Business owners or those with a large amount of property have many considerations when developing estate plans. As both business owners and large-scale real estate owners, Delaware farmers have many things to think about when it comes to estate planning.
There are many issues to consider, including succession of the business and fairness in passing down assets to non-farming children.
Due in part to an aging population of farmers, the United States Department of Agriculture estimates close to 70 percent of U.S. farmland will change hands by 2038. Families who own farms need to consider the orderly transfer of the land, equipment and business operations. This is important not only for the family but for the future of agriculture in Delaware and throughout the United States.
With so many assets and emotional ties to the family farm, family conflict is one of the biggest challenges for estate planning farmers. Some decisions may not appear equal to certain beneficiaries. For example, non-farming children may receive less in order for the farm to stay around. Putting a plan in place and dealing with each issue piece by piece is a good idea in order to keep things under control.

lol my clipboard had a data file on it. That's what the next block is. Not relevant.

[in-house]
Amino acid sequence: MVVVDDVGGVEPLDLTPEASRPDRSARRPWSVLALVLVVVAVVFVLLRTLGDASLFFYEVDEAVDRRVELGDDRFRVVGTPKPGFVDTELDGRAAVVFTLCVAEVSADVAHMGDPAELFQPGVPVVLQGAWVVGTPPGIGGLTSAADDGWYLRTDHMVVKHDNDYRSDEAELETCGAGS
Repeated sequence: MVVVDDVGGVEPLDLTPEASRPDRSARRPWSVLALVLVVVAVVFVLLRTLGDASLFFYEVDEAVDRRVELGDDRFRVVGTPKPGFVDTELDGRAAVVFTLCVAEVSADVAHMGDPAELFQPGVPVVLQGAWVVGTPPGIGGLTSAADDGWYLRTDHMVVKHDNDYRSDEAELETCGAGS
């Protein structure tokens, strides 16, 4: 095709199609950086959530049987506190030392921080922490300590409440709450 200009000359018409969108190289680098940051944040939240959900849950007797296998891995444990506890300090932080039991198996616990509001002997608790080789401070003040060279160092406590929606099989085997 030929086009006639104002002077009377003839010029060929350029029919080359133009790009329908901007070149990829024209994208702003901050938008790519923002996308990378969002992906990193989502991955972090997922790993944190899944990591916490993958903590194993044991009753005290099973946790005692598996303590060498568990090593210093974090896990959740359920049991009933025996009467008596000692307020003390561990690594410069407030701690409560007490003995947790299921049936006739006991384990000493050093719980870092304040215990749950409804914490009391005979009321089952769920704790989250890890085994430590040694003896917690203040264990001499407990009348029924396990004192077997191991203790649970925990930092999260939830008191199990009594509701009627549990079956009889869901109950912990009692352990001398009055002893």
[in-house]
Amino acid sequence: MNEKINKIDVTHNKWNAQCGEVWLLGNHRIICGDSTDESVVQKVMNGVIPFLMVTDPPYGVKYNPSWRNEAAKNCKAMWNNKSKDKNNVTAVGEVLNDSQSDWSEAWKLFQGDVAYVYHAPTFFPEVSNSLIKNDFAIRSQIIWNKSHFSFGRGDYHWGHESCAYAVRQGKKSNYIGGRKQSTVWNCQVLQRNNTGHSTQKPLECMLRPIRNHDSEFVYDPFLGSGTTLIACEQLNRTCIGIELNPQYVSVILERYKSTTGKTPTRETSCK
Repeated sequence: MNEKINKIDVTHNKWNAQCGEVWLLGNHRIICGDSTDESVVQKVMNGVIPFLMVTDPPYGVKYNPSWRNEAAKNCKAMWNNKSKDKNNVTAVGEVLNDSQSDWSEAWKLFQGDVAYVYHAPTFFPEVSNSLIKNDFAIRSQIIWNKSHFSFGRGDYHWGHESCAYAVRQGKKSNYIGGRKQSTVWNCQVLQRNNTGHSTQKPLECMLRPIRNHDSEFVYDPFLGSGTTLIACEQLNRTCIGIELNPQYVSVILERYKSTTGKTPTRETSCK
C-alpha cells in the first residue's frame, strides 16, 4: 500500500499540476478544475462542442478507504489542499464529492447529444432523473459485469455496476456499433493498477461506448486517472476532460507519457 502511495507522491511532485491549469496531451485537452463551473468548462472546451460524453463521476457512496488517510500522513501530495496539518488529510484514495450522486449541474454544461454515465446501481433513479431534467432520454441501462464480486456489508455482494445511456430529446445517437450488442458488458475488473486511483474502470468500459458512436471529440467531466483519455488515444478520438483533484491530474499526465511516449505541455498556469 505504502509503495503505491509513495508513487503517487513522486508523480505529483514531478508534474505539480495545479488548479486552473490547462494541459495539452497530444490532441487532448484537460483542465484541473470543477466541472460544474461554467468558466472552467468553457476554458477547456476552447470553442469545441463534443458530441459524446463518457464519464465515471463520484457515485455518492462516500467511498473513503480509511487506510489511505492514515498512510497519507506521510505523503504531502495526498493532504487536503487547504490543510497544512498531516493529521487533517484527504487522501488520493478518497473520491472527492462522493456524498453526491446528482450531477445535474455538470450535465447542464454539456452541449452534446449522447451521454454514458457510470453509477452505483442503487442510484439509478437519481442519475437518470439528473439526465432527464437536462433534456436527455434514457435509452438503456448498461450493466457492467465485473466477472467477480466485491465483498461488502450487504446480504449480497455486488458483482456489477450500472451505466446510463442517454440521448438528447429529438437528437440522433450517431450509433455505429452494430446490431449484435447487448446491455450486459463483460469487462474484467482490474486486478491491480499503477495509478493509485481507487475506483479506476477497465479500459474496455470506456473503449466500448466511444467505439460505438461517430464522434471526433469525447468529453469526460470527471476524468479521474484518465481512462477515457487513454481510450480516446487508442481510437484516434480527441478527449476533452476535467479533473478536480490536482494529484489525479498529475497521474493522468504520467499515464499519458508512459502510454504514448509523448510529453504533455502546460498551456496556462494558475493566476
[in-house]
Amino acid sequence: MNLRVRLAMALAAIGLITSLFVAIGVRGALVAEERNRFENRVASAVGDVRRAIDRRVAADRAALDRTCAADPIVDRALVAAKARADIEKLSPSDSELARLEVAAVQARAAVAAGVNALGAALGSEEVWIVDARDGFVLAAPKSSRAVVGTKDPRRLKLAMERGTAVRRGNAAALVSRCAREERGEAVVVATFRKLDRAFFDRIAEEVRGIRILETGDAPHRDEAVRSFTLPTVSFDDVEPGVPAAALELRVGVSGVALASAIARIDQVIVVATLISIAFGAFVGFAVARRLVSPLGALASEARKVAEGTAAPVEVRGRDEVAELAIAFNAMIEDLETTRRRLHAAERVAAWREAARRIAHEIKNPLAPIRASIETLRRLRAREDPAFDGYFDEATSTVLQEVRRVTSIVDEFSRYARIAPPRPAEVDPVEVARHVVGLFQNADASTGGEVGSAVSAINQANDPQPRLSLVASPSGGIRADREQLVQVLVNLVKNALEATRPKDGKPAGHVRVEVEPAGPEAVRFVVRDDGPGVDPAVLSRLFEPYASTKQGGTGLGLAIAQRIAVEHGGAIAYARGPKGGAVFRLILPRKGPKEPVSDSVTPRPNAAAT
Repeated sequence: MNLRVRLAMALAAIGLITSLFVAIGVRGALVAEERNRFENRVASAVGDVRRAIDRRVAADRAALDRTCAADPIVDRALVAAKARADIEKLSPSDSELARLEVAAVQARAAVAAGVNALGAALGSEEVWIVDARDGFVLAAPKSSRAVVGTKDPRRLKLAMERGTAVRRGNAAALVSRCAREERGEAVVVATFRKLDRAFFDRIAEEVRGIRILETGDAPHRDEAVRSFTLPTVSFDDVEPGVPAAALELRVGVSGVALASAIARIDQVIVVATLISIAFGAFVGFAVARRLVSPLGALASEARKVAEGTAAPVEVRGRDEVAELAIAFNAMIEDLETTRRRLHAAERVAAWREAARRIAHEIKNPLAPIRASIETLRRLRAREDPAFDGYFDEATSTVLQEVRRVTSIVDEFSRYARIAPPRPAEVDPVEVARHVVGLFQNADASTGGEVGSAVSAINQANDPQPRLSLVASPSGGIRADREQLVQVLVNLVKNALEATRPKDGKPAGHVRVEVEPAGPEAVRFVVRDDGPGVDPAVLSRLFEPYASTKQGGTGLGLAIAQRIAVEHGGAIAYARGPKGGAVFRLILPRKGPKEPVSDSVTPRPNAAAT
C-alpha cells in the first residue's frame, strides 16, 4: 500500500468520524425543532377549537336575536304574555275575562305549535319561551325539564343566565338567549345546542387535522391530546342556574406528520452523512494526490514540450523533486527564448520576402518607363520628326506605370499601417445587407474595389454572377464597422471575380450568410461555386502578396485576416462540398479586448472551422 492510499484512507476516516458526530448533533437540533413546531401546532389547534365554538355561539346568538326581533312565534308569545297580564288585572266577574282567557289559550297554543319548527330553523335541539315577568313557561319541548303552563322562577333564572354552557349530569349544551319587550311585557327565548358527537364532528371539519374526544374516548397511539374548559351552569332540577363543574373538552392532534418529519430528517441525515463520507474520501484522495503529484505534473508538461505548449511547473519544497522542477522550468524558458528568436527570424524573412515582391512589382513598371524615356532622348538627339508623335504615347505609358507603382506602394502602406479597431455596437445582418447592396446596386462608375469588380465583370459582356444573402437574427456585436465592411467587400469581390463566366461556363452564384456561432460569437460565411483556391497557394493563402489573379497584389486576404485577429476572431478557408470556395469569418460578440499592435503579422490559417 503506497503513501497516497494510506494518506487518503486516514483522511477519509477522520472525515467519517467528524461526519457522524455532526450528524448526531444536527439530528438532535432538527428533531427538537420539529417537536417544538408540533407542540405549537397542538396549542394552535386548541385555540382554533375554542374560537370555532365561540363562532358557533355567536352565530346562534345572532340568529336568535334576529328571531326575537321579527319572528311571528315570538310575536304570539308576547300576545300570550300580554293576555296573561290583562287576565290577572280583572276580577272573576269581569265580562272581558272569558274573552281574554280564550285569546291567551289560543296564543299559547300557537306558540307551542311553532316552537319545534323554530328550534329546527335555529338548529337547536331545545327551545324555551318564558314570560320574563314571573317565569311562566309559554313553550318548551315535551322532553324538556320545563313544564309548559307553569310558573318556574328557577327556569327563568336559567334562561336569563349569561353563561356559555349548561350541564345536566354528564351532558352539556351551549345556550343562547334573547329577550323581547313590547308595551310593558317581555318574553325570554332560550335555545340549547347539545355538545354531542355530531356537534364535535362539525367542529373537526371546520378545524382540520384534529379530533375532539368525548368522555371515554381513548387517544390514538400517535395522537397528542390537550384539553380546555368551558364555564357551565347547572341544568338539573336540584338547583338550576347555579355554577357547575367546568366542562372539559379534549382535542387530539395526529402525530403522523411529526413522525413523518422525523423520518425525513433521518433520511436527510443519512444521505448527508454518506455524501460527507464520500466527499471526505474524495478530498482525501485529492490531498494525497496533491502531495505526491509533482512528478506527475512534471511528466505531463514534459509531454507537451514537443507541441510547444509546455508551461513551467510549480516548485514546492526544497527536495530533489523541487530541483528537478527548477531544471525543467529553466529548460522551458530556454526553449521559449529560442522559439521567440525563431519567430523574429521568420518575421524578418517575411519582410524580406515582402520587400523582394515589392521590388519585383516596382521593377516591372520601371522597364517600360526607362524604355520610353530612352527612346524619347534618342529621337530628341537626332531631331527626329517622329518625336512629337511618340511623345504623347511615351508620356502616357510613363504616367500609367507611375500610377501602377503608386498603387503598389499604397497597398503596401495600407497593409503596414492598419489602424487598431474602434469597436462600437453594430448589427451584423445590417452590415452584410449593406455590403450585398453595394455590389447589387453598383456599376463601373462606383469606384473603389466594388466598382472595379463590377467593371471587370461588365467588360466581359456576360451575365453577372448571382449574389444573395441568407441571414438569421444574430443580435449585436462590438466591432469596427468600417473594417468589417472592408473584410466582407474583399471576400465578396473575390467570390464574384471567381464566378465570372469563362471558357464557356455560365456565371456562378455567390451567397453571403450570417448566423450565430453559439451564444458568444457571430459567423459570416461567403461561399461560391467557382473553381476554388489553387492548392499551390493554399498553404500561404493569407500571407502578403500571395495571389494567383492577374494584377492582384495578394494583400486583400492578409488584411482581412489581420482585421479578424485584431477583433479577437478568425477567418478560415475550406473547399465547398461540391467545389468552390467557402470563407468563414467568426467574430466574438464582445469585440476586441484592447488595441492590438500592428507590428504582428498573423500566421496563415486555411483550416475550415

Delaware farmers will need to consider taxes when undergoing the estate planning process. Recently, the threshold for the federal estate tax was increased to just over $11 million per person, which may alleviate this issue for many farmers. However, power of attorney, asset distribution and business succession are all still very relevant issues even without estate taxes to consider. An experienced lawyer can help draft wills and advise on legalities when planning for the future of Delaware farms.